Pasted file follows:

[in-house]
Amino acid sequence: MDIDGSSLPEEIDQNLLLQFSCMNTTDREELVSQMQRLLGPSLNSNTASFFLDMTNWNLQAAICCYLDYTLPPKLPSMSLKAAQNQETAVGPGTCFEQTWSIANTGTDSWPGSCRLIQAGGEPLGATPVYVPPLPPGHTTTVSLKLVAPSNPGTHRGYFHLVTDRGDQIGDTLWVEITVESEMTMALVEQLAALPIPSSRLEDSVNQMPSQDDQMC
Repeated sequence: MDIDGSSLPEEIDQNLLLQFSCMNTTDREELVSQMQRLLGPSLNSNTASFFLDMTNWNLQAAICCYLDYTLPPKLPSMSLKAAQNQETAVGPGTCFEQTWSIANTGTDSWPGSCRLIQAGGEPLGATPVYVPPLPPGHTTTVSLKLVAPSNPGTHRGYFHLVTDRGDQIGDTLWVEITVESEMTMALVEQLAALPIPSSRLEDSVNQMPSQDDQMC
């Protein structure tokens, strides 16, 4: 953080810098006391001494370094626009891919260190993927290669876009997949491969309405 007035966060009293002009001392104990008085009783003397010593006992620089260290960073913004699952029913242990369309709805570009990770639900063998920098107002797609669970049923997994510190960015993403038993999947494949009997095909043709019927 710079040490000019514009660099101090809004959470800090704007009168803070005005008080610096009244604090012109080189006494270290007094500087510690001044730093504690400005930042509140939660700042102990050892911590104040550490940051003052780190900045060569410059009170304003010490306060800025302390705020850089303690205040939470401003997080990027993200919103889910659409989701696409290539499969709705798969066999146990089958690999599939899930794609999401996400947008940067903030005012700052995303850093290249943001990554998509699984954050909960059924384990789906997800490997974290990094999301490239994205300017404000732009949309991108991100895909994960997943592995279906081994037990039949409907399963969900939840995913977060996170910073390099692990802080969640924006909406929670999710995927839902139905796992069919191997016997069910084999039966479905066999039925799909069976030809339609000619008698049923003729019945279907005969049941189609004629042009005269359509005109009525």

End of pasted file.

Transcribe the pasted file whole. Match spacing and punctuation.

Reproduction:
[in-house]
Amino acid sequence: MDIDGSSLPEEIDQNLLLQFSCMNTTDREELVSQMQRLLGPSLNSNTASFFLDMTNWNLQAAICCYLDYTLPPKLPSMSLKAAQNQETAVGPGTCFEQTWSIANTGTDSWPGSCRLIQAGGEPLGATPVYVPPLPPGHTTTVSLKLVAPSNPGTHRGYFHLVTDRGDQIGDTLWVEITVESEMTMALVEQLAALPIPSSRLEDSVNQMPSQDDQMC
Repeated sequence: MDIDGSSLPEEIDQNLLLQFSCMNTTDREELVSQMQRLLGPSLNSNTASFFLDMTNWNLQAAICCYLDYTLPPKLPSMSLKAAQNQETAVGPGTCFEQTWSIANTGTDSWPGSCRLIQAGGEPLGATPVYVPPLPPGHTTTVSLKLVAPSNPGTHRGYFHLVTDRGDQIGDTLWVEITVESEMTMALVEQLAALPIPSSRLEDSVNQMPSQDDQMC
């Protein structure tokens, strides 16, 4: 953080810098006391001494370094626009891919260190993927290669876009997949491969309405 007035966060009293002009001392104990008085009783003397010593006992620089260290960073913004699952029913242990369309709805570009990770639900063998920098107002797609669970049923997994510190960015993403038993999947494949009997095909043709019927 710079040490000019514009660099101090809004959470800090704007009168803070005005008080610096009244604090012109080189006494270290007094500087510690001044730093504690400005930042509140939660700042102990050892911590104040550490940051003052780190900045060569410059009170304003010490306060800025302390705020850089303690205040939470401003997080990027993200919103889910659409989701696409290539499969709705798969066999146990089958690999599939899930794609999401996400947008940067903030005012700052995303850093290249943001990554998509699984954050909960059924384990789906997800490997974290990094999301490239994205300017404000732009949309991108991100895909994960997943592995279906081994037990039949409907399963969900939840995913977060996170910073390099692990802080969640924006909406929670999710995927839902139905796992069919191997016997069910084999039966479905066999039925799909069976030809339609000619008698049923003729019945279907005969049941189609004629042009005269359509005109009525």